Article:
A federal judge in Tennessee has ruled that Starbucks must offer reinstatement to seven workers in Memphis who were fired amid a union organizing drive at their store earlier this year.
The “Memphis Seven,” as the workers came to be known, lost their jobs after taking part in an in-store interview with a local television station about their union effort. Starbucks maintained it fired the workers because they violated store policy by letting nonemployees into the shop after hours, but the baristas’ union, Workers United, said the terminations were retaliatory.
The general counsel of the National Labor Relations Board agreed with the union and pursued reinstatement for the workers, on the grounds that their firings were illegal and could irreparably harm their organizing. U.S. District Judge Sheryl Lipman granted the injunction on Thursday, saying there was “reasonable cause” to believe the firings were anti-union, and clear evidence they had a chilling effect on the campaign.
The Memphis Seven celebrated their union election victory in June. A judge ordered Thursday that the company must offer them reinstatement. (Photo: via Associated Press)
What ultimately matters in such a case is not whether a worker violated company policy, but whether the company has a history of routinely enforcing that policy in comparable situations. Lipman didn’t buy that Starbucks had such a track record.
The labor board provided “evidence consistent with the theory that Starbucks discriminatorily applied its policies to the Memphis Seven when terminating them,” she wrote. “Specifically, the evidence offered supports inconsistent enforcement of the policies at issue.”
Starbucks must offer workers their jobs back within five days of the order, Lipman wrote. Starbucks said it plans to appeal the ruling and seek a stay, which, if successful, could delay the workers’ reinstatement.
The reinstatement is technically temporary while the underlying case regarding the firings is litigated at the labor board. But the injunction amounts to a legal and public-relations setback for Starbucks. The company has insisted it hasn’t broken the law despite labor board officials filing at least 20 complaints alleging a litany of violations.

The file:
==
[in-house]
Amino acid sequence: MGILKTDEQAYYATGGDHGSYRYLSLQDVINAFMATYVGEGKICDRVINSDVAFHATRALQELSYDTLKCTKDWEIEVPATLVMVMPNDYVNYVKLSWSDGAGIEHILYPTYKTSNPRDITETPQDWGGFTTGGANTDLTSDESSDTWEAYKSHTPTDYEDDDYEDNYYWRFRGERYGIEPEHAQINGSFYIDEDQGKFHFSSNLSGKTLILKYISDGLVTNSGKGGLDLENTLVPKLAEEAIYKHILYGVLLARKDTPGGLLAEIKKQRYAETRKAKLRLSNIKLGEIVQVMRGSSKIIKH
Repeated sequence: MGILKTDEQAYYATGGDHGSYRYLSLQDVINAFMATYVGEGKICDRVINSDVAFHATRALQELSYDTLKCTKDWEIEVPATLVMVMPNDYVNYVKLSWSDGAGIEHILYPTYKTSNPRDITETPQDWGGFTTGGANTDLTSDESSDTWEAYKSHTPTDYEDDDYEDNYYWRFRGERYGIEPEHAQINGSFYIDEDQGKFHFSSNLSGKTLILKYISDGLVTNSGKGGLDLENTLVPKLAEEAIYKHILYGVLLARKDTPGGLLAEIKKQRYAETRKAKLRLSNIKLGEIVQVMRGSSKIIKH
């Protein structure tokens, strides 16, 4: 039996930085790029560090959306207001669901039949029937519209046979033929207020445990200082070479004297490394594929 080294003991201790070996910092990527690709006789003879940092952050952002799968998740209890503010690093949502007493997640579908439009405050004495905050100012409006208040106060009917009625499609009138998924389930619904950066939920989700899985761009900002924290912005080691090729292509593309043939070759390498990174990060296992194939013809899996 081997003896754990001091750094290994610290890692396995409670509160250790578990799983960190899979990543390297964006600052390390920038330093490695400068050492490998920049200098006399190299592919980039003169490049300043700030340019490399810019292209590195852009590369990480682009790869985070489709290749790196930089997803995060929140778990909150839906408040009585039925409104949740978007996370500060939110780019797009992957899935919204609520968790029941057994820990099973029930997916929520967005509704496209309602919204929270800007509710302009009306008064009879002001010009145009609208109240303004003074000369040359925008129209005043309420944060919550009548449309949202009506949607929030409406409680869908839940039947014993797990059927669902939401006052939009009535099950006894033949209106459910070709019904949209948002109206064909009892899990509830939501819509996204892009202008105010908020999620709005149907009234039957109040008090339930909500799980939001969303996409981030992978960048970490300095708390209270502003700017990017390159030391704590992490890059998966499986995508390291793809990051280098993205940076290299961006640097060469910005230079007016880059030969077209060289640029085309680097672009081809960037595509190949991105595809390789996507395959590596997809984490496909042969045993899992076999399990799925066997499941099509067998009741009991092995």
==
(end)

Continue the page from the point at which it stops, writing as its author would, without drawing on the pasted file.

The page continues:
The granting of the injunction also serves as a morale boost to the union campaign as it battles the coffee chain in both stores and labor board hearings around the country. Members of the Memphis Seven, including worker Beto Sanchez, posted on Twitter on Thursday to celebrate the judge’s decision and thank supporters for standing with them:
This would not have been without the support from every single one of you ❤️
Those that marched on the streets with us, those that shared our story, those that supported us, those with Memphis 7 on their sign
This is for all workers everywhere
Thank you, from #MemphisSeven
— بيتو أغيري beto (@beibangwen) August 18, 2022
Starbucks said in a statement posted to its website that it “strongly disagree[s]” with Lipman’s ruling.
“These individuals violated numerous policies and failed to maintain a secure work environment and safety standards,” the company wrote. “Interest in a union does not exempt partners from following policies that are in place to protect partners, our customers and the communities we serve.”
A federal judge previously turned down a similar effort by the board’s general counsel seeking reinstatement for Starbucks workers who lost their jobs in Arizona.
Workers United has unionized more than 200 Starbucks stores since December in a remarkable burst of organizing. None of the chain’s roughly 9,000 corporate-owned shops previously had union representation. The campaign that began in Buffalo, New York, has since spread to states across the country, while company managers have descended on stores to discourage them from unionizing.
Workers at the Memphis store ultimately voted in favor of unionizing in June.
The labor board’s general counsel, Jennifer Abruzzo, has alleged that Starbucks has run afoul of the law by firing certain workers, closing stores and offering benefits to workers if they opt not to unionize, all of which the company denies. Abruzzo said in a statement Thursday that Lipman’s ruling was a “crucial step in ensuring that these workers, and all Starbucks workers, can freely exercise their right to join together to improve their working conditions and form a union.”
She also urged other employers to “take note” that the board would vigorously enforce the law to protect workers’ rights.
Nabretta Hardin, another member of the Memphis Seven, said the reinstatement order “goes to show that Starbucks will do everything in their power to silence us.”
“We remain the only store to have organized in Memphis for fear of workers being fired like we were,” Hardin said in a statement through the campaign. “We hope this ruling brings comfort to our partners in the Memphis area and shows them the power they can have in a union.”
This article originally appeared on HuffPost and has been updated.